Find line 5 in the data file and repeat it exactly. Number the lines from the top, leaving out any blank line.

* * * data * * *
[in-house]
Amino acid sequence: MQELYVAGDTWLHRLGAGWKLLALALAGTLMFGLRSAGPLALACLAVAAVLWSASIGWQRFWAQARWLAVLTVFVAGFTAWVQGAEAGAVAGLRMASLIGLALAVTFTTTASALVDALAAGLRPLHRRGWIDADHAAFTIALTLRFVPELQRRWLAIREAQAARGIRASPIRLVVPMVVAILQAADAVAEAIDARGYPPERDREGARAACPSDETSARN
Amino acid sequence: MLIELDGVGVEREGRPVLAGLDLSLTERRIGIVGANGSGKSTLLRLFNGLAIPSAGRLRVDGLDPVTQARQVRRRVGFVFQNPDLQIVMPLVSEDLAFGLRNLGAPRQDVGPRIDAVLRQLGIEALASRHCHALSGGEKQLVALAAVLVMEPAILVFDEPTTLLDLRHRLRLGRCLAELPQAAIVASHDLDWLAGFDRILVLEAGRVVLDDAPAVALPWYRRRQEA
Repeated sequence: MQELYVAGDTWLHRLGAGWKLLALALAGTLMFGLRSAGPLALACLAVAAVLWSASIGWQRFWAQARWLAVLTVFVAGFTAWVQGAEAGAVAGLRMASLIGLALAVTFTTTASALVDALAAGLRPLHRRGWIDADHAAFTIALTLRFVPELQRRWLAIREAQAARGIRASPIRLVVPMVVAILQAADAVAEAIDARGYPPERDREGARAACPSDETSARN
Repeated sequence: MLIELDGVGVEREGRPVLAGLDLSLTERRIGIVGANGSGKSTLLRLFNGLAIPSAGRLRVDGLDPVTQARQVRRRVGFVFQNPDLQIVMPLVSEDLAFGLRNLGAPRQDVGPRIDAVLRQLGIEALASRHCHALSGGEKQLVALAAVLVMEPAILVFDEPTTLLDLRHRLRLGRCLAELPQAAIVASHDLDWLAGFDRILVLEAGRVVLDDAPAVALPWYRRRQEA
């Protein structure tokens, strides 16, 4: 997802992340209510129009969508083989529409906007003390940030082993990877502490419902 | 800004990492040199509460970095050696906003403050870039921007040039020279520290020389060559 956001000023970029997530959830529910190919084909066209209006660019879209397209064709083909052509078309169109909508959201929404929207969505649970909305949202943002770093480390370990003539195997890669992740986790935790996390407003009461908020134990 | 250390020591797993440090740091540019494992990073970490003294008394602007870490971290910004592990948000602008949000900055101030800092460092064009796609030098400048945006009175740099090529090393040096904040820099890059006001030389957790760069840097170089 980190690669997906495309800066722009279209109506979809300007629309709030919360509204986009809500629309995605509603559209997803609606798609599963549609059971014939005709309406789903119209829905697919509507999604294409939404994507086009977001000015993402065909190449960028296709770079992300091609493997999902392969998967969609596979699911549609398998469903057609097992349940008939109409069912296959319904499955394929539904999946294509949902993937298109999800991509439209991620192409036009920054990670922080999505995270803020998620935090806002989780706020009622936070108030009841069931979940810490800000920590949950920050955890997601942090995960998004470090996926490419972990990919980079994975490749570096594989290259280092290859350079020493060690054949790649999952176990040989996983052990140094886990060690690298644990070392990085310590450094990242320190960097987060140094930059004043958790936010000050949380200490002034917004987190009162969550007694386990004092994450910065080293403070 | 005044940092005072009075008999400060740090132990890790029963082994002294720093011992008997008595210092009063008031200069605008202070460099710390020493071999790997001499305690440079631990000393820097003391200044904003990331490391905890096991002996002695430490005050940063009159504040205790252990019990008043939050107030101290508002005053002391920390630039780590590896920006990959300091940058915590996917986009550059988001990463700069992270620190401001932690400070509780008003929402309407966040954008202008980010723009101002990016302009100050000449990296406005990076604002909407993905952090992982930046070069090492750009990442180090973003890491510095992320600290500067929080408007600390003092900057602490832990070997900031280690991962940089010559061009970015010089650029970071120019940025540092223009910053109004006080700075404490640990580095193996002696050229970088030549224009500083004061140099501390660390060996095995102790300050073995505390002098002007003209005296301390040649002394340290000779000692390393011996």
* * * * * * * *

Repeated sequence: MLIELDGVGVEREGRPVLAGLDLSLTERRIGIVGANGSGKSTLLRLFNGLAIPSAGRLRVDGLDPVTQARQVRRRVGFVFQNPDLQIVMPLVSEDLAFGLRNLGAPRQDVGPRIDAVLRQLGIEALASRHCHALSGGEKQLVALAAVLVMEPAILVFDEPTTLLDLRHRLRLGRCLAELPQAAIVASHDLDWLAGFDRILVLEAGRVVLDDAPAVALPWYRRRQEA